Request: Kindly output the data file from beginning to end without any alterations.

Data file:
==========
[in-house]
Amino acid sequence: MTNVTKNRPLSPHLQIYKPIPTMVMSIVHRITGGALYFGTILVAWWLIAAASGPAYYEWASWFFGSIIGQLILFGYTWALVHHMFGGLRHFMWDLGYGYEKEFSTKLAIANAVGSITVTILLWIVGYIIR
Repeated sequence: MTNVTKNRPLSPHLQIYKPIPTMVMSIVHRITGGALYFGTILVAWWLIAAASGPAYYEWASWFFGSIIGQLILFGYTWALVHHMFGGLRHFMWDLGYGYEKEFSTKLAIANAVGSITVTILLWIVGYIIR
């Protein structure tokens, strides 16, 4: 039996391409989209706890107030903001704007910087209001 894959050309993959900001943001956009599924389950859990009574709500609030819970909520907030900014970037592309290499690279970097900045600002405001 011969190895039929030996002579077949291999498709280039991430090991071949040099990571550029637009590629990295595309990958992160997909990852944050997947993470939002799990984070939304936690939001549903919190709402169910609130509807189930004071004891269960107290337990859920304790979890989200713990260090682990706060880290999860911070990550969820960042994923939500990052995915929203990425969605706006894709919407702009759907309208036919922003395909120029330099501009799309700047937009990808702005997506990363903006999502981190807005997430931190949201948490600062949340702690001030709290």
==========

[in-house]
Amino acid sequence: MTNVTKNRPLSPHLQIYKPIPTMVMSIVHRITGGALYFGTILVAWWLIAAASGPAYYEWASWFFGSIIGQLILFGYTWALVHHMFGGLRHFMWDLGYGYEKEFSTKLAIANAVGSITVTILLWIVGYIIR
Repeated sequence: MTNVTKNRPLSPHLQIYKPIPTMVMSIVHRITGGALYFGTILVAWWLIAAASGPAYYEWASWFFGSIIGQLILFGYTWALVHHMFGGLRHFMWDLGYGYEKEFSTKLAIANAVGSITVTILLWIVGYIIR
């Protein structure tokens, strides 16, 4: 039996391409989209706890107030903001704007910087209001 894959050309993959900001943001956009599924389950859990009574709500609030819970909520907030900014970037592309290499690279970097900045600002405001 011969190895039929030996002579077949291999498709280039991430090991071949040099990571550029637009590629990295595309990958992160997909990852944050997947993470939002799990984070939304936690939001549903919190709402169910609130509807189930004071004891269960107290337990859920304790979890989200713990260090682990706060880290999860911070990550969820960042994923939500990052995915929203990425969605706006894709919407702009759907309208036919922003395909120029330099501009799309700047937009990808702005997506990363903006999502981190807005997430931190949201948490600062949340702690001030709290």